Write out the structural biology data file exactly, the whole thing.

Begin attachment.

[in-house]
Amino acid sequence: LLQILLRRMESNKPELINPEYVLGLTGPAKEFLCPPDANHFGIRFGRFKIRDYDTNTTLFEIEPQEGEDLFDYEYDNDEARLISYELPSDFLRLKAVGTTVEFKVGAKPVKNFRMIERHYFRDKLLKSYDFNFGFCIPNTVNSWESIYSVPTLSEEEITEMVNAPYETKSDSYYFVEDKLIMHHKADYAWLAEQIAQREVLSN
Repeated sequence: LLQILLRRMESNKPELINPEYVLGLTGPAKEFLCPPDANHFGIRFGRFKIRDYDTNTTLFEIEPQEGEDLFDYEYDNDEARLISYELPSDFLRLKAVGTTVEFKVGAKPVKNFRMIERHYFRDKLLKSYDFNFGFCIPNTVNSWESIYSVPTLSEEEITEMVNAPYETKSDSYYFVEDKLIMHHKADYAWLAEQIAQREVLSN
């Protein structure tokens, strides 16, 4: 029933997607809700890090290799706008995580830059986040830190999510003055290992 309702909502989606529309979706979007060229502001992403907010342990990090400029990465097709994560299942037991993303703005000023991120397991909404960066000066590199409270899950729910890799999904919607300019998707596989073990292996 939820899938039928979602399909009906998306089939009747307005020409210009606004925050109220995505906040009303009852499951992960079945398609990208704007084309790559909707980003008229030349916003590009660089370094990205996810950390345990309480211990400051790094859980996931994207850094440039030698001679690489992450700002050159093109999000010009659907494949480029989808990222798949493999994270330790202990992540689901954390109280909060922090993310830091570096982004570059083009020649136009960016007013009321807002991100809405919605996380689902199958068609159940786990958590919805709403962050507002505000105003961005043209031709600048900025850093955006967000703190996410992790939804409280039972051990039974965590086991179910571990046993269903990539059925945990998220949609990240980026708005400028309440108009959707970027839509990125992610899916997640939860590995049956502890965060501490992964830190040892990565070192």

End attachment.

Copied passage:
[in-house]
Amino acid sequence: LLQILLRRMESNKPELINPEYVLGLTGPAKEFLCPPDANHFGIRFGRFKIRDYDTNTTLFEIEPQEGEDLFDYEYDNDEARLISYELPSDFLRLKAVGTTVEFKVGAKPVKNFRMIERHYFRDKLLKSYDFNFGFCIPNTVNSWESIYSVPTLSEEEITEMVNAPYETKSDSYYFVEDKLIMHHKADYAWLAEQIAQREVLSN
Repeated sequence: LLQILLRRMESNKPELINPEYVLGLTGPAKEFLCPPDANHFGIRFGRFKIRDYDTNTTLFEIEPQEGEDLFDYEYDNDEARLISYELPSDFLRLKAVGTTVEFKVGAKPVKNFRMIERHYFRDKLLKSYDFNFGFCIPNTVNSWESIYSVPTLSEEEITEMVNAPYETKSDSYYFVEDKLIMHHKADYAWLAEQIAQREVLSN
């Protein structure tokens, strides 16, 4: 029933997607809700890090290799706008995580830059986040830190999510003055290992 309702909502989606529309979706979007060229502001992403907010342990990090400029990465097709994560299942037991993303703005000023991120397991909404960066000066590199409270899950729910890799999904919607300019998707596989073990292996 939820899938039928979602399909009906998306089939009747307005020409210009606004925050109220995505906040009303009852499951992960079945398609990208704007084309790559909707980003008229030349916003590009660089370094990205996810950390345990309480211990400051790094859980996931994207850094440039030698001679690489992450700002050159093109999000010009659907494949480029989808990222798949493999994270330790202990992540689901954390109280909060922090993310830091570096982004570059083009020649136009960016007013009321807002991100809405919605996380689902199958068609159940786990958590919805709403962050507002505000105003961005043209031709600048900025850093955006967000703190996410992790939804409280039972051990039974965590086991179910571990046993269903990539059925945990998220949609990240980026708005400028309440108009959707970027839509990125992610899916997640939860590995049956502890965060501490992964830190040892990565070192």